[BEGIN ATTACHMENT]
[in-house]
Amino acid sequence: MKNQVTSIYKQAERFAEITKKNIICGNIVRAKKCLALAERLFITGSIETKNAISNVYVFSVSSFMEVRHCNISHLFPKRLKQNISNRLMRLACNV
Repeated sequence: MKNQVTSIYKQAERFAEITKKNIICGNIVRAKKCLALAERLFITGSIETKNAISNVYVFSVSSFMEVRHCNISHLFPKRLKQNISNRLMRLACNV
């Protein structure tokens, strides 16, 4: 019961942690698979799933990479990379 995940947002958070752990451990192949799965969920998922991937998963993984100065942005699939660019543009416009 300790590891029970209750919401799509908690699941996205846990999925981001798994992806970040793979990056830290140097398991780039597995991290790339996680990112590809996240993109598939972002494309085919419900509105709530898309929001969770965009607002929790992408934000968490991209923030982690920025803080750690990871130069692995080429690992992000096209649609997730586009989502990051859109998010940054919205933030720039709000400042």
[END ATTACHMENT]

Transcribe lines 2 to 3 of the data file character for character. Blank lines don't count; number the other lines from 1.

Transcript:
Amino acid sequence: MKNQVTSIYKQAERFAEITKKNIICGNIVRAKKCLALAERLFITGSIETKNAISNVYVFSVSSFMEVRHCNISHLFPKRLKQNISNRLMRLACNV
Repeated sequence: MKNQVTSIYKQAERFAEITKKNIICGNIVRAKKCLALAERLFITGSIETKNAISNVYVFSVSSFMEVRHCNISHLFPKRLKQNISNRLMRLACNV